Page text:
Emilio Solórzano, Potaje, managed to give new attractiveness to skies in the western of Cuba.
Emilio Solórzano’s story, a.k.a. Potaje got to me through a nephew of Soloni, one of the most faithful followers of anecdotes of Havana who, in turn, had to deal with this character in an article published in El Mundo in August 1964.
Indeed this daring pilot entered the history of flying with a good reason: when Cubans seemed prey to the frustration caused by Gerardo Machado’s regime. He managed to add some action to the Cuban western skies piloting an aircraft that was falling to pieces and caused vertigos in the crowd, always looking for something new and weird events. Besides when generating adrenaline… nobody can beat him!
In the first three decades of last century, there were important events in the national life: in society there was a rebirth of the civic conscience with personalities like Rubén Martínez Villena and Julio Antonio Mella, one of the founders of the First Communist Party of Cuba; in economy sugar sales dive from crisis to crisis and the country is filled with "skinny cows"; politically it starts the Revolution of 1933, primordial for the country’s history.
Besides, around those years were frequent the chronicles of several air prowesses, among them the flight of the Plus Ultra, one of the greatest raids of the Spanish and world aviation. Starred by Ramón Franco, Julio Ruiz de Alda and Juan Manuel Durán (Pablo Rada takes the role of mechanic), pilots who early in 1926 joined the town Palos de la Frontera with Buenos Aires, the capital of Argentina, where they land successfully their hydroplane in Las Palmas of Gran Canaria, Rio de Janeiro, Recife and Montevideo.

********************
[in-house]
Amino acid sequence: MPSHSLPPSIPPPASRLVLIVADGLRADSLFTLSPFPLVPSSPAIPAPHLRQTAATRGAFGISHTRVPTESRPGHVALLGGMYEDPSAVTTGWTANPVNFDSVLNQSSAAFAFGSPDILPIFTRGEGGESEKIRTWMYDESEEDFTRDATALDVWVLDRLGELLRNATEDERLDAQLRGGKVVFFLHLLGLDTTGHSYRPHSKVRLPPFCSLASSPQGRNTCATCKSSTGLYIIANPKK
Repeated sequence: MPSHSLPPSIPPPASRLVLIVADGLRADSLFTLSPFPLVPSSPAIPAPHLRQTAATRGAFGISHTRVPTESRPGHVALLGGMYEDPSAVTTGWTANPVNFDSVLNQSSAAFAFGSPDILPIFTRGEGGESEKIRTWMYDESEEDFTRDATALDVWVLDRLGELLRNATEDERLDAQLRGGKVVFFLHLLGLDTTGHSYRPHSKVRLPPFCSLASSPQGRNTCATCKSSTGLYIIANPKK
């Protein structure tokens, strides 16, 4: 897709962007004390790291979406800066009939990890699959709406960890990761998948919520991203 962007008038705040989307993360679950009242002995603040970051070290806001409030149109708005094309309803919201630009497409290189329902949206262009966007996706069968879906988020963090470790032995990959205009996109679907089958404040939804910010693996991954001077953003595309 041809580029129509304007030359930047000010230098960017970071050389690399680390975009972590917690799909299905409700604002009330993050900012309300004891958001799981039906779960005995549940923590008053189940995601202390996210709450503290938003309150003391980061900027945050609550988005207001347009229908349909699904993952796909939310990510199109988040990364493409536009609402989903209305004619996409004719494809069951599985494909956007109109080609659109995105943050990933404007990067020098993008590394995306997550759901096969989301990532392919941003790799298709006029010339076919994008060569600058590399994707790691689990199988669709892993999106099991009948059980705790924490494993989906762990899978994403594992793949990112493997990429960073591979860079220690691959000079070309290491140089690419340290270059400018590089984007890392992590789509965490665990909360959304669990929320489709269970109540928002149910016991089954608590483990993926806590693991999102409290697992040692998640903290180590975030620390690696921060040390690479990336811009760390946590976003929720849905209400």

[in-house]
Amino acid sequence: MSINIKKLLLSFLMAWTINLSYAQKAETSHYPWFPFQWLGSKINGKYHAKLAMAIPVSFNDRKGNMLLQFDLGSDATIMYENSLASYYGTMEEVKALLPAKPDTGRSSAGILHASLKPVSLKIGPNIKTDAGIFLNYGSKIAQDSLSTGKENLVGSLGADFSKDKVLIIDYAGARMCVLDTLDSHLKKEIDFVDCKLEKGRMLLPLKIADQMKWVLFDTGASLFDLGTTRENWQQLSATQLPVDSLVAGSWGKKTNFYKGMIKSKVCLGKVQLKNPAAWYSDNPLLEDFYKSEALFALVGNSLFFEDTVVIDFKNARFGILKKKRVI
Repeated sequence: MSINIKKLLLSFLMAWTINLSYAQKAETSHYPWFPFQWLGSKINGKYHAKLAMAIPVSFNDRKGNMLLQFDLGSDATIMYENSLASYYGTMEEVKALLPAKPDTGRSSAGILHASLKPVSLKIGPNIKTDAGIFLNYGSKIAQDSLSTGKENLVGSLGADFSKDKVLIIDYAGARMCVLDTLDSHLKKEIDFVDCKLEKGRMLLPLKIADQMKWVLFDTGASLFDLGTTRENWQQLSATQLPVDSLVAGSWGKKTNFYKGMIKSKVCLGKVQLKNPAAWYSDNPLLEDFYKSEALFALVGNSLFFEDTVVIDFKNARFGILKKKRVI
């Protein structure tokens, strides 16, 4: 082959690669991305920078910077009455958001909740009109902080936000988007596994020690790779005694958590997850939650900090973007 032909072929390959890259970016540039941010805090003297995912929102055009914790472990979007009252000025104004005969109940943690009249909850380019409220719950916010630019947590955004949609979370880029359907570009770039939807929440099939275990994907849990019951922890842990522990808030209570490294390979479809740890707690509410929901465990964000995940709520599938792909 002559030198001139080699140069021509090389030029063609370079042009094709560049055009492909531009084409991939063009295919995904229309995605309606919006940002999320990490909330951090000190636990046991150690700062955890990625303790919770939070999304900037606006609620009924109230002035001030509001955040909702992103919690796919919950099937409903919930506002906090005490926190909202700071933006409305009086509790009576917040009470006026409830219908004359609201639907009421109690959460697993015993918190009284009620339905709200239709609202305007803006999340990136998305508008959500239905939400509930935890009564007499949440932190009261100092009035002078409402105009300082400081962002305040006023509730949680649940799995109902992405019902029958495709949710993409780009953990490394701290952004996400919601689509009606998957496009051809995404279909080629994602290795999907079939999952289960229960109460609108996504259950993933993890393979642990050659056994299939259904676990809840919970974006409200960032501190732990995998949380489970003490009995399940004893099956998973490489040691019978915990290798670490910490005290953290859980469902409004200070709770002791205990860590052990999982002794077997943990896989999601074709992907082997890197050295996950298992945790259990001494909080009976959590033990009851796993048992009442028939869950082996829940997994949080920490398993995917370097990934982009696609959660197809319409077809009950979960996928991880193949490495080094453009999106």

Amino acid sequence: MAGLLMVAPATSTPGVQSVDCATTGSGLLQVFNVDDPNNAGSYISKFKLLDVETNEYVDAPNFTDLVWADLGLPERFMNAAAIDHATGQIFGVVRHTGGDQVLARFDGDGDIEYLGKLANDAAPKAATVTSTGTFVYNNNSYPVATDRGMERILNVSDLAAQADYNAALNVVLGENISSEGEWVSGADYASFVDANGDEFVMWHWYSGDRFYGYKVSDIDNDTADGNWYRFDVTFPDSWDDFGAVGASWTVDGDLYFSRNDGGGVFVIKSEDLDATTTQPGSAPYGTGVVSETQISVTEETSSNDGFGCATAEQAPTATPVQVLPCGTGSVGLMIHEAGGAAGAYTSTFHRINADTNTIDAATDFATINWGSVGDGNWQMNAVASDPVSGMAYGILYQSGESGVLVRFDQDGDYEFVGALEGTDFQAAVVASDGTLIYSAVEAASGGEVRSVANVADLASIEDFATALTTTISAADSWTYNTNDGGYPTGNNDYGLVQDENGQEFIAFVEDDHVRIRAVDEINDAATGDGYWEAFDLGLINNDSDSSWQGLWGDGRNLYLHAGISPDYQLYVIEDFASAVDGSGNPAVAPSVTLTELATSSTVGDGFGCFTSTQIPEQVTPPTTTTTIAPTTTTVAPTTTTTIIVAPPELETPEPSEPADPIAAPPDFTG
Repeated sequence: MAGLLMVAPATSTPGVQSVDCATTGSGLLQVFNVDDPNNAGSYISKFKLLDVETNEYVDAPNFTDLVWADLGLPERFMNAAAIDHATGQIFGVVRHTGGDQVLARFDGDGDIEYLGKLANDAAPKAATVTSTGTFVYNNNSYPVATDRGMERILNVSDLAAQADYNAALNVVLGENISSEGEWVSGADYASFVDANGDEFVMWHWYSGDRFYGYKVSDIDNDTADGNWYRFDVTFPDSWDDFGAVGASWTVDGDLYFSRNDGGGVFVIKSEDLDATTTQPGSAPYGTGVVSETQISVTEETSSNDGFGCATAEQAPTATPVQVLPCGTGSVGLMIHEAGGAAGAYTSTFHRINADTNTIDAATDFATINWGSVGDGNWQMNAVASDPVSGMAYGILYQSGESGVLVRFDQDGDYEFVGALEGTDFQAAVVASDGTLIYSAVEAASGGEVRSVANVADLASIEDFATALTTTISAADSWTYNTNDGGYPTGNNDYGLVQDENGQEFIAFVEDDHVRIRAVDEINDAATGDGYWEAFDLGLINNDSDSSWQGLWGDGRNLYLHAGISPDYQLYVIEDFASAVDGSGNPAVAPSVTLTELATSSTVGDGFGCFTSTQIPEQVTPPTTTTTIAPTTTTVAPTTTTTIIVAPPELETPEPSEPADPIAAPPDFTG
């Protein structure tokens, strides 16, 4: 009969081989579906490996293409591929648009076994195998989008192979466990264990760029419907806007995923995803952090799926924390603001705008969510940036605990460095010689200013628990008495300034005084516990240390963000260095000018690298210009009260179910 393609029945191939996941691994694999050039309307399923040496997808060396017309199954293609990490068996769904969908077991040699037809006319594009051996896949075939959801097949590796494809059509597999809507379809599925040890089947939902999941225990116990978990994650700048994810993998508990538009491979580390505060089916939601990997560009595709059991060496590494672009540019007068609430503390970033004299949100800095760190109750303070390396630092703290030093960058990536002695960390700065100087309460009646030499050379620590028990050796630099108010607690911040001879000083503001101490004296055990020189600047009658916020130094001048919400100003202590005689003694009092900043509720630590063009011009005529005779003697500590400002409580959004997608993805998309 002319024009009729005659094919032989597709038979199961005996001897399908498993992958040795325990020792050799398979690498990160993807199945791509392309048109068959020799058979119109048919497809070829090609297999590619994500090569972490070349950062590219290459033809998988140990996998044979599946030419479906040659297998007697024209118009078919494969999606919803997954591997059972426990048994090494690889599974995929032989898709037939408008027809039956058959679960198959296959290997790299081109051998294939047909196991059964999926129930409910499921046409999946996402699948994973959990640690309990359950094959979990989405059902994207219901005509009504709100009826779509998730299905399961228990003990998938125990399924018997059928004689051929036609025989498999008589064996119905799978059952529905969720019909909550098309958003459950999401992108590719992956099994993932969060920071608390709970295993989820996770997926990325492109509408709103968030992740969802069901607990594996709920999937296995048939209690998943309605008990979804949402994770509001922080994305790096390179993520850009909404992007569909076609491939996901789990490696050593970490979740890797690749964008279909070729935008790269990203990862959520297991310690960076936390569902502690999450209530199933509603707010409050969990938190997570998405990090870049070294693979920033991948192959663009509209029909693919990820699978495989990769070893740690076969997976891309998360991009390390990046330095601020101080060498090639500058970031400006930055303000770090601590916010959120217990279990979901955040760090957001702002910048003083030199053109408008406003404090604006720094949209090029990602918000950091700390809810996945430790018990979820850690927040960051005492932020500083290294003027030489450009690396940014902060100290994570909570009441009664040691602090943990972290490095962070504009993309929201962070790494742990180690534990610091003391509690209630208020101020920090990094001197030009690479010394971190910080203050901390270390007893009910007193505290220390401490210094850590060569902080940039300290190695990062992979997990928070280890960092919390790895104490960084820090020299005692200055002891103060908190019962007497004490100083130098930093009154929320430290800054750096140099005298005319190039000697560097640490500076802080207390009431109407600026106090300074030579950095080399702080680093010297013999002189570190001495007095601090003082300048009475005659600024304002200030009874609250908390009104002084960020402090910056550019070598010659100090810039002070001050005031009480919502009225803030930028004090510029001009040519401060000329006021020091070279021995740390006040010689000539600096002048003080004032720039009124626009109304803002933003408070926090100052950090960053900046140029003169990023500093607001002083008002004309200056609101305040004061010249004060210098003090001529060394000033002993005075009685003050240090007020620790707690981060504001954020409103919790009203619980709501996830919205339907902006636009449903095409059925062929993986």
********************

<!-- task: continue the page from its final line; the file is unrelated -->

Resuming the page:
The media show returns the following year with Charles Lindbergh who crosses the Ocean Atlantic in a non-stop fly between New York and Paris flying his monoplane, Spirit of St Louis. Luckily for the bravest souls, the North American pilot lands in Havana in 1928 in an official visit that many still remember, although the aviator shows in his presentations and interviews to be colder than ice.
Running along with the times the domestic newspaper El País, decides to buy an old Waco aircraft, uncovered, in order to take to Santa Clara, in the Cuban center, the newspaper matrix, to print the version belonging to the eastern provinces there and be ahead of the Herald of Cuba, its fiercest rival. For this reason, the newspaper incorporates an aircraft to its logo that went well with the Gothic letters on the name of the newspaper. After several inquiries, they hired as pilot the hyperbolic Potaje, Galician race driver for cars and motorcycles and deluxe auto salesman. Bad timing!
As expected, Potaje and his aircraft became popular at once: every afternoon the plane departs from a centrally located airstrip in Havana and crosses three provinces heading for the village of Martha Abreu, in a voyage filled with boasts and jokes: over Colon neighborhood he whirls and soars in his plane to say hello to his many friends, and in Jovellanos he often executed a looping the loop, trying to win the heart of a girl.
Soloni highlights in his article that the aircraft episode and the printing is not profitable; in consequence, El País gives up the idea after attempting the impossible. Of course the airplane will never fade of its distinguishing characteristic and the voice of the city spoke a new and funny name in its gallery of "heroes": Potaje. What else can be asked for?